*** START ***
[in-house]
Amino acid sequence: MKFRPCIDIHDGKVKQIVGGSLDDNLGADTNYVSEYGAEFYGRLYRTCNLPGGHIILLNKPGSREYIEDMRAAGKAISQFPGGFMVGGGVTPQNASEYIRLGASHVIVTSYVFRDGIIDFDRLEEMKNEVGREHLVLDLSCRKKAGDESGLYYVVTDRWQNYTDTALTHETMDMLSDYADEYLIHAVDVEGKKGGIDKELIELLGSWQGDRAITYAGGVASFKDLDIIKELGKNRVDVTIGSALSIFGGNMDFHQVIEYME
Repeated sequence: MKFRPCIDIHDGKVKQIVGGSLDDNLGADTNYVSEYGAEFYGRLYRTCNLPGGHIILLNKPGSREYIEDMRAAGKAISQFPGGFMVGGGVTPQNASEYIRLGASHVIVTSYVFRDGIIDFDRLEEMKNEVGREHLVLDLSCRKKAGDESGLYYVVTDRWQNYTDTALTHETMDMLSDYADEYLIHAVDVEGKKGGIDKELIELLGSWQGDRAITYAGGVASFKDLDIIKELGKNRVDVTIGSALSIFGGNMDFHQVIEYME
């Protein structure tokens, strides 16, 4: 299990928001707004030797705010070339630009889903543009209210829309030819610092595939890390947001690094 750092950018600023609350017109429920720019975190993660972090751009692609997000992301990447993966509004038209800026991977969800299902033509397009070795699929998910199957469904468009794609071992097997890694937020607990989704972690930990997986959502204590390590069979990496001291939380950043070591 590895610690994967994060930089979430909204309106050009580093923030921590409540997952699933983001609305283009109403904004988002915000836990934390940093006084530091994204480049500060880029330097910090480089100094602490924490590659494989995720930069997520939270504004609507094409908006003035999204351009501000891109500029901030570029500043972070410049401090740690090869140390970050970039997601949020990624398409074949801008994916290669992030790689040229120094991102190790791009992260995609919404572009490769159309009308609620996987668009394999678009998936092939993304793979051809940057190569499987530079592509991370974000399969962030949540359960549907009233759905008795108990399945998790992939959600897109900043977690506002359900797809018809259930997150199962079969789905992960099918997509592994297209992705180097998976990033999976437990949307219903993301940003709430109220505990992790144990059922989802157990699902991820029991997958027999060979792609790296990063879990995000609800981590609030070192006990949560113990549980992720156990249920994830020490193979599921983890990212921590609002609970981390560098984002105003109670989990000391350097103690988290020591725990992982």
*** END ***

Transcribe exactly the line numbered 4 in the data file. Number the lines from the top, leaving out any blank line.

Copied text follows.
């Protein structure tokens, strides 16, 4: 299990928001707004030797705010070339630009889903543009209210829309030819610092595939890390947001690094 750092950018600023609350017109429920720019975190993660972090751009692609997000992301990447993966509004038209800026991977969800299902033509397009070795699929998910199957469904468009794609071992097997890694937020607990989704972690930990997986959502204590390590069979990496001291939380950043070591 590895610690994967994060930089979430909204309106050009580093923030921590409540997952699933983001609305283009109403904004988002915000836990934390940093006084530091994204480049500060880029330097910090480089100094602490924490590659494989995720930069997520939270504004609507094409908006003035999204351009501000891109500029901030570029500043972070410049401090740690090869140390970050970039997601949020990624398409074949801008994916290669992030790689040229120094991102190790791009992260995609919404572009490769159309009308609620996987668009394999678009998936092939993304793979051809940057190569499987530079592509991370974000399969962030949540359960549907009233759905008795108990399945998790992939959600897109900043977690506002359900797809018809259930997150199962079969789905992960099918997509592994297209992705180097998976990033999976437990949307219903993301940003709430109220505990992790144990059922989802157990699902991820029991997958027999060979792609790296990063879990995000609800981590609030070192006990949560113990549980992720156990249920994830020490193979599921983890990212921590609002609970981390560098984002105003109670989990000391350097103690988290020591725990992982």